Massive casts—which also count Jeremy Irons, Michelle Dockery, Patrick Stewart, and John Hurt among their numbers—and endless dialogue could weigh down The Hollow Crown, but the atmosphere of the era comes through strongly. It’s best done in Henry IV, in which cinematography and setpieces are allowed to breathe. It takes more time, but it’s also bewitchingly immersive, and the more modern editing of these installments means that scenes flow into each other far more naturally. (Director Richard Eyre takes a writing credit on the two episodes of Henry IV—next to the bard himself.) This updating of the material is necessary because while profound, Henry IV is also a long, meandering play. It’s to Eyre’s credit that the climax snaps with tension, as Hiddleston finally faces off with his rival, played by bright-eyed Joe Armstrong).
The director of Henry V, Thea Sharrock, follows up Henry IV’s nighttime soap-opera tangents with an epic war film, giving its lead the action-hero treatment that Shakespeare clearly meant for him. It even ends with him getting the girl, but Sharrock ducks that pat conclusion with her own spin on the Chorus’ frame narrative of Henry V. The nameless Boy from the battle of Agincourt grows up to be the nameless Chorus, and in the final scene of The Hollow Crown, he’s seen at Henry V’s funeral, as the court is in mourning. It’s an extra-textual interpretation, but a good one, for as a good Chorus is supposed to, it brings the focus back to the audience. This isn’t just a story, it’s a history, and admirably, the work of the players has brought it to life.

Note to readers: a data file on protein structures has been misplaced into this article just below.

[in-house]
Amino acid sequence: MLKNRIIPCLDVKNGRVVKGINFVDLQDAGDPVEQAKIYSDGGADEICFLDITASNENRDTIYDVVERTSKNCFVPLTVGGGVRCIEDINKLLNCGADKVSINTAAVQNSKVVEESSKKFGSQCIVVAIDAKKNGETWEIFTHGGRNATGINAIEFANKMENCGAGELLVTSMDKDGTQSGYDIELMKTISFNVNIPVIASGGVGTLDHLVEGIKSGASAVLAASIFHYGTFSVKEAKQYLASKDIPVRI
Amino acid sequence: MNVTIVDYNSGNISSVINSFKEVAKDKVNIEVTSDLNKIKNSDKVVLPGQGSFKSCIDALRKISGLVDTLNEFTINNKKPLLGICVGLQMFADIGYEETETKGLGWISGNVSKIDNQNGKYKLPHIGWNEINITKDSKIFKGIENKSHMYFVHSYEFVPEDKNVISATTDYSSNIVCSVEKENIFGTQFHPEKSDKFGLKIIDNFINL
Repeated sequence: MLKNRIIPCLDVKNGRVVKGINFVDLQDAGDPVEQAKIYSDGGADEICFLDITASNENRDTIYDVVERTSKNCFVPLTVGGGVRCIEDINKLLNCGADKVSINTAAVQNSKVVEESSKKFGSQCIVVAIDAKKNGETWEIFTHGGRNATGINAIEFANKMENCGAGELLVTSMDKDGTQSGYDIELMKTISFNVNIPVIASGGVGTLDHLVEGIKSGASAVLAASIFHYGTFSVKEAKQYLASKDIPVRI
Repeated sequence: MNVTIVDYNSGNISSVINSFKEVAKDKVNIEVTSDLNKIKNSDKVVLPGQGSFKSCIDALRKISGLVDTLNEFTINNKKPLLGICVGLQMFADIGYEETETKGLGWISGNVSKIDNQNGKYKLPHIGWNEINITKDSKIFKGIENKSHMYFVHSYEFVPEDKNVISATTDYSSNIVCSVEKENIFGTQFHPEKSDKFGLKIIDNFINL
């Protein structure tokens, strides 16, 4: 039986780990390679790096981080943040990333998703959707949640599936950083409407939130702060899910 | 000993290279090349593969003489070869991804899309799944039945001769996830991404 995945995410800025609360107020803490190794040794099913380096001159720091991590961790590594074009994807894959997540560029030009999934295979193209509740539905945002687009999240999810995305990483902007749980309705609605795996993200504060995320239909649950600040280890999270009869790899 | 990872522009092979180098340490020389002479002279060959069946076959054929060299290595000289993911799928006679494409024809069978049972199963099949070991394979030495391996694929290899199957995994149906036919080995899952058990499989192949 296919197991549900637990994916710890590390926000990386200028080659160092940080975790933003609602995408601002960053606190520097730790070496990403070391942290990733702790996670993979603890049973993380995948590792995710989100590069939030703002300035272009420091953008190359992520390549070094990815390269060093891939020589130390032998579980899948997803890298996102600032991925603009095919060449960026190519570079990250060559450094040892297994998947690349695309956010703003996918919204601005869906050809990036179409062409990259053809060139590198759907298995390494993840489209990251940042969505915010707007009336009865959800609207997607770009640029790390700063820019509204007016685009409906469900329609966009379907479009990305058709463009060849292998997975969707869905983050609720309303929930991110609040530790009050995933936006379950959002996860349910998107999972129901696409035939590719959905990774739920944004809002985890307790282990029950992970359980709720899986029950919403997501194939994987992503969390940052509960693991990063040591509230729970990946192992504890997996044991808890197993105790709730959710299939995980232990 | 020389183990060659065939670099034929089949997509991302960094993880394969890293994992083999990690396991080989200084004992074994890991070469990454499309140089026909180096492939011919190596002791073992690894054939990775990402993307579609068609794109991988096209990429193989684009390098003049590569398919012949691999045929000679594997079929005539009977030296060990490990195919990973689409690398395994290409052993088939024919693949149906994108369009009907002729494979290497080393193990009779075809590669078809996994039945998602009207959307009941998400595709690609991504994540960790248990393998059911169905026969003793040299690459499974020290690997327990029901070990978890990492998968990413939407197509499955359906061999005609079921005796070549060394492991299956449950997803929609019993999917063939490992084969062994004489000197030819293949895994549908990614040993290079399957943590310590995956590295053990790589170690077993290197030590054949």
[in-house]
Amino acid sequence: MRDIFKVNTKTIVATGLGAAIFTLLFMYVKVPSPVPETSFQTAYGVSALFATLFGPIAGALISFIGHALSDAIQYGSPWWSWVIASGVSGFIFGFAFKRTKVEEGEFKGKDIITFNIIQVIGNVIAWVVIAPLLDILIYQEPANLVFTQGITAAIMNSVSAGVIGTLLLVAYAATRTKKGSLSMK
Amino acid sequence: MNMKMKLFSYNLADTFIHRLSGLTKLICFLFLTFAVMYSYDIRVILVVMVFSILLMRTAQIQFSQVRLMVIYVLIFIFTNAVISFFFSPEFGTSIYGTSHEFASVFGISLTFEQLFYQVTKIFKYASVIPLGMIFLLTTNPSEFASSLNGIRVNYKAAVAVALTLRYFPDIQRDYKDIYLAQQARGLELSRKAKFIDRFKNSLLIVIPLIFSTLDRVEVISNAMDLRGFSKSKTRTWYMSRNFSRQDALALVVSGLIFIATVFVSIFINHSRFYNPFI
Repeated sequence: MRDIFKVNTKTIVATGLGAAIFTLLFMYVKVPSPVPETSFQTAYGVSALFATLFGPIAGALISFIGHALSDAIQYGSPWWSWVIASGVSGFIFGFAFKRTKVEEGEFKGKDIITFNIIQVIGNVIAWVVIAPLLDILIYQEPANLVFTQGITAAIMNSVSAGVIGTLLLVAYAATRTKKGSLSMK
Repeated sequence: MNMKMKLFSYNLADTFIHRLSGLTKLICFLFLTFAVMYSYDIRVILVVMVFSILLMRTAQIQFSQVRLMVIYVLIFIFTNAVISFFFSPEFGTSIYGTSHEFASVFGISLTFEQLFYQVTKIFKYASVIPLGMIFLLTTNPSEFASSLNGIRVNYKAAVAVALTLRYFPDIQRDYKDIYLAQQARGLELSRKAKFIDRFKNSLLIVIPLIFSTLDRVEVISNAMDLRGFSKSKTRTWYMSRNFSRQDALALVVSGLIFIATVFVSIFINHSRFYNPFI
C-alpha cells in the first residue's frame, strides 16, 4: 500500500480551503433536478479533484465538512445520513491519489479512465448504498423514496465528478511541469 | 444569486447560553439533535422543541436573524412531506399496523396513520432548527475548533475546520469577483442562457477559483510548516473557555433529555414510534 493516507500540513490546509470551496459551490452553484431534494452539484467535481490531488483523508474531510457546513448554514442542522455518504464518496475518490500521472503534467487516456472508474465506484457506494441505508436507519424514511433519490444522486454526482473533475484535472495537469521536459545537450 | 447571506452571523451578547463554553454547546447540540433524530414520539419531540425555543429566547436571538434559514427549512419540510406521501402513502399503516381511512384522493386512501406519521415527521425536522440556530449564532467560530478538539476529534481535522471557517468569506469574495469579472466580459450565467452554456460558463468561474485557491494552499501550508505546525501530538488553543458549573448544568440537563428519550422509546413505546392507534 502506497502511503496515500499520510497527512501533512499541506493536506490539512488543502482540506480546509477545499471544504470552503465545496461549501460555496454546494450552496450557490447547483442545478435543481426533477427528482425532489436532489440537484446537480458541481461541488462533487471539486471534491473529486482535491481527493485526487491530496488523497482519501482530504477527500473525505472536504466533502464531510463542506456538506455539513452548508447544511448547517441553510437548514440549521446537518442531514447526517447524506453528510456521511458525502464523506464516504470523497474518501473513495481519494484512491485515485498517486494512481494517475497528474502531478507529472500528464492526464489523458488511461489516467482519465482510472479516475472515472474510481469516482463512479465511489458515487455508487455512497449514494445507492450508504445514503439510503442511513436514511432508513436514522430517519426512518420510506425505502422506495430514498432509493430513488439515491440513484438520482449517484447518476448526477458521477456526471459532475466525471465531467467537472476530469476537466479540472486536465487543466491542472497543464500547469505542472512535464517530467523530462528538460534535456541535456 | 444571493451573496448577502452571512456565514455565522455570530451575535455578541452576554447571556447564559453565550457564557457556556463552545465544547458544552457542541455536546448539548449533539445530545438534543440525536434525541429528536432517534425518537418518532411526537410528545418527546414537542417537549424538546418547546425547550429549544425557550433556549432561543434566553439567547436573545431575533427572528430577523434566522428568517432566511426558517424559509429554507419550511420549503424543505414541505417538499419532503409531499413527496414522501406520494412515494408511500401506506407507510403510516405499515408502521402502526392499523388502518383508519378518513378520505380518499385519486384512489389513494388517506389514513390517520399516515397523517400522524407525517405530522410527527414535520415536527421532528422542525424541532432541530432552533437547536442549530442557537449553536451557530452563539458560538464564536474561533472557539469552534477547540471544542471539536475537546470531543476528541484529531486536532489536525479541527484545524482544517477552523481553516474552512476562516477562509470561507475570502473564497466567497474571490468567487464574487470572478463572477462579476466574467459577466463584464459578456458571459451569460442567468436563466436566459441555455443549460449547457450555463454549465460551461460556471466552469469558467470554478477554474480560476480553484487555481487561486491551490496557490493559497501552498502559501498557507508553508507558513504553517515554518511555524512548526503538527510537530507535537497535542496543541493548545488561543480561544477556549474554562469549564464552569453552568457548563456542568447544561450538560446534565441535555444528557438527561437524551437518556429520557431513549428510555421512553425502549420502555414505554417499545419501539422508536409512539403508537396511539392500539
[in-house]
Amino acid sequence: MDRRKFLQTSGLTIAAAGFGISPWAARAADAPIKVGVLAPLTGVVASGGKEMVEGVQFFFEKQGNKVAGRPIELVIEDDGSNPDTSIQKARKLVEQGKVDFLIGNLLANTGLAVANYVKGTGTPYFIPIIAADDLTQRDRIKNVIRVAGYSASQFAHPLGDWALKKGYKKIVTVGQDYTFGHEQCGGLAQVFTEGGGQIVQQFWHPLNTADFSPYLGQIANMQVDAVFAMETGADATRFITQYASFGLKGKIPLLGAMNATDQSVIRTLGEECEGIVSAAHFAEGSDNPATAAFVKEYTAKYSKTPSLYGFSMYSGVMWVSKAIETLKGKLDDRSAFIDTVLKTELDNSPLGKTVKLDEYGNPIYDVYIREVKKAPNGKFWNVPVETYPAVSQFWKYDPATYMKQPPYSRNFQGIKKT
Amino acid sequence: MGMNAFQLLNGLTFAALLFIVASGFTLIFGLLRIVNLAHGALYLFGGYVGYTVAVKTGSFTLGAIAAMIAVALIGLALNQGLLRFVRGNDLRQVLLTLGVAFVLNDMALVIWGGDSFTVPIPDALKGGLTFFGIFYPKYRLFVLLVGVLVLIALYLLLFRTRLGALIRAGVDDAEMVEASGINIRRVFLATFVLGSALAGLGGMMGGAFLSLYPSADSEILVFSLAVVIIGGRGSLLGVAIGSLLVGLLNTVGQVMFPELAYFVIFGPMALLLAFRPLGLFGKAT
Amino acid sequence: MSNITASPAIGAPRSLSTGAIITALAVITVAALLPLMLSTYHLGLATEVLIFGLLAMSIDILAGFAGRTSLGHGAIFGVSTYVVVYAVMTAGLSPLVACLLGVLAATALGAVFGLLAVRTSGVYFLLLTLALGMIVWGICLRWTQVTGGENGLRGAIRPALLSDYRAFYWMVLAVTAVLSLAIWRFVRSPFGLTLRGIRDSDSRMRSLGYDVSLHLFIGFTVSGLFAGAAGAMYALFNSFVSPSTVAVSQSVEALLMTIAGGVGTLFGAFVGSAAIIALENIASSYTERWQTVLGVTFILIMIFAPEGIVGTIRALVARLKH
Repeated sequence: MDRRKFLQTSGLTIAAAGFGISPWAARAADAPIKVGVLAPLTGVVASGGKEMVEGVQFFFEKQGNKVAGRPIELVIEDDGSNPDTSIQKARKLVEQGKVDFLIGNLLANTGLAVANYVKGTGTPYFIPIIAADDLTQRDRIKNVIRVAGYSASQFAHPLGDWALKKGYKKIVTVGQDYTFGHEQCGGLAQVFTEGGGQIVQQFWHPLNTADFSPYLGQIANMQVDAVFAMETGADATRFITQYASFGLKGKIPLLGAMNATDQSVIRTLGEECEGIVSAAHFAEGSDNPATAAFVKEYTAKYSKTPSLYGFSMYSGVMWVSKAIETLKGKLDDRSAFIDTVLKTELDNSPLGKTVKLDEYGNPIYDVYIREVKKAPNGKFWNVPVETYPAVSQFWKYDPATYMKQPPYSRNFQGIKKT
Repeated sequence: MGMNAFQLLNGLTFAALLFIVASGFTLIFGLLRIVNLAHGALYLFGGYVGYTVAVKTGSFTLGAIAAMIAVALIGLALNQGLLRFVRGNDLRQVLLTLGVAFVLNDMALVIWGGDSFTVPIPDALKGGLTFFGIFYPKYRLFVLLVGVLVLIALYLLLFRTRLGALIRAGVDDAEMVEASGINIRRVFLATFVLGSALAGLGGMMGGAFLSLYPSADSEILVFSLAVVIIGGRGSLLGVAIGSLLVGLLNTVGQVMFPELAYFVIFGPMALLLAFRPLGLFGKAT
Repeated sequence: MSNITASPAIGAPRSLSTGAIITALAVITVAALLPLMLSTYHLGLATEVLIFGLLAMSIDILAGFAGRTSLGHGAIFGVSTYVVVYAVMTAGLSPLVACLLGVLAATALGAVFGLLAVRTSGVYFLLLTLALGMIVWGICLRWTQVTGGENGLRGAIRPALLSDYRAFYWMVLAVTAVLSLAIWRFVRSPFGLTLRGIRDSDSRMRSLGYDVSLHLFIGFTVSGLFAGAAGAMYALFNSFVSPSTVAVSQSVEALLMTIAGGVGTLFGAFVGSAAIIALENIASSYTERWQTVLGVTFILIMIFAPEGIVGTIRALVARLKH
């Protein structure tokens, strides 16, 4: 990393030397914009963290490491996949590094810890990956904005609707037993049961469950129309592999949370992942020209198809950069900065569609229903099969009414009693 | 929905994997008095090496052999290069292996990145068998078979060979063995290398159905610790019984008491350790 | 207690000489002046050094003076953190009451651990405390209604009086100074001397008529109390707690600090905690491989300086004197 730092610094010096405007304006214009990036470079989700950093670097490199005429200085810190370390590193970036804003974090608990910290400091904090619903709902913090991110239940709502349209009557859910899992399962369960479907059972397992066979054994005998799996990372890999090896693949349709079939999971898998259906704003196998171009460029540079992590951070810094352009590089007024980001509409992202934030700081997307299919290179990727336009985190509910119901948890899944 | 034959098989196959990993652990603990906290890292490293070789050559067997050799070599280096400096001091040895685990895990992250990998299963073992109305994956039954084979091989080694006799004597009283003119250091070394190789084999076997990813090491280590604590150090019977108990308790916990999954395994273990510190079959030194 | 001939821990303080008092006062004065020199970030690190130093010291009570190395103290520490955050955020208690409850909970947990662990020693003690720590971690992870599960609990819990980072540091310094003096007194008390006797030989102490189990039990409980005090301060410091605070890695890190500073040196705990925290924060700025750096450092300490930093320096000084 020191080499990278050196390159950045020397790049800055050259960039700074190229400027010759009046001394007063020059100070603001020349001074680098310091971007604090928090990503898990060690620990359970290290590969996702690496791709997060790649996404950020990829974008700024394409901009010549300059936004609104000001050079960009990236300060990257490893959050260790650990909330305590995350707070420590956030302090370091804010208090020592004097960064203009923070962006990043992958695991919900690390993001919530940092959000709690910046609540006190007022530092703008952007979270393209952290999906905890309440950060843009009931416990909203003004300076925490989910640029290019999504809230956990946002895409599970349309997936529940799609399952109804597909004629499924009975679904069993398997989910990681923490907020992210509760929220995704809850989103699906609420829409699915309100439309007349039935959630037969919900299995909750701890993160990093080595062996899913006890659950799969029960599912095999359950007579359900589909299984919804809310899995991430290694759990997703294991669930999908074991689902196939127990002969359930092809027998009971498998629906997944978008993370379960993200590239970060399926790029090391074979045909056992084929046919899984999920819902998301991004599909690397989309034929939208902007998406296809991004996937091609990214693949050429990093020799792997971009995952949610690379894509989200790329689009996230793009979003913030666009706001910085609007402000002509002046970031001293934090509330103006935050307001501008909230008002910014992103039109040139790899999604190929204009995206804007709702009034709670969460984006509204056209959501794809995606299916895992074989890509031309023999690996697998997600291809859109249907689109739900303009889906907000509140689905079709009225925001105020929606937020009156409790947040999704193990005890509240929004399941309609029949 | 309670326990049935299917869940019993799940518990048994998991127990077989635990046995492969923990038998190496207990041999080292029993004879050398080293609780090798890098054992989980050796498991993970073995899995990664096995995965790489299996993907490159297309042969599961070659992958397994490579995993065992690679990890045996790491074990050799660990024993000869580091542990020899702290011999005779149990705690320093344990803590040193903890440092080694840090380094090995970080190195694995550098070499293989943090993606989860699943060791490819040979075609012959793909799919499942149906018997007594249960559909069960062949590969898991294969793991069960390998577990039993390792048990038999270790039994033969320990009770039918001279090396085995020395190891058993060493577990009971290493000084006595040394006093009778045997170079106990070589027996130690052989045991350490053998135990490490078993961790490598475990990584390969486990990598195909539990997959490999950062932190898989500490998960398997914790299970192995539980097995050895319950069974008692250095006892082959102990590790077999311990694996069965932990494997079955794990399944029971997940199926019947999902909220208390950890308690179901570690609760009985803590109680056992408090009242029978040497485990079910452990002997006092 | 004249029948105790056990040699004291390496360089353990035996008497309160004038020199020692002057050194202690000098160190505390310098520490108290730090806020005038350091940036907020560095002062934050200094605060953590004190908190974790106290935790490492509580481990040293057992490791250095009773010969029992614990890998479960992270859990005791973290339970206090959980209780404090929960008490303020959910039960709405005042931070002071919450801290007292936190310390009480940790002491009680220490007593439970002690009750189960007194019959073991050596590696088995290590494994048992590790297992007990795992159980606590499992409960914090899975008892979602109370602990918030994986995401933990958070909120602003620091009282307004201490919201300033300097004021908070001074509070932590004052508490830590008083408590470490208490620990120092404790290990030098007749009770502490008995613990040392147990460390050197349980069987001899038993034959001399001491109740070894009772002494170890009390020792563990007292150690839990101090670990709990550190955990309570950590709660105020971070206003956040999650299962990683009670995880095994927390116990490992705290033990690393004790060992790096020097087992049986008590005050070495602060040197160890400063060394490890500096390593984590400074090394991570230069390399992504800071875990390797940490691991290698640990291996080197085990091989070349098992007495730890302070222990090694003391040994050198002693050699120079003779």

Written by: William Shakespeare
Produced by: Sam Mendes, Pippa Harris, Gareth Neame
Richard II directed by Rupert Goold
Henry IV directed by Richard Eyre
Henry V directed by Thea Sharrock
Starring: Ben Whishaw, Jeremy Irons, Tom Hiddleston
Debuts: Friday at 9 p.m. on PBS
Format: Four-part miniseries
All four episodes watched for review
Reviews of The Hollow Crown by Kevin McFarland will appear weekly.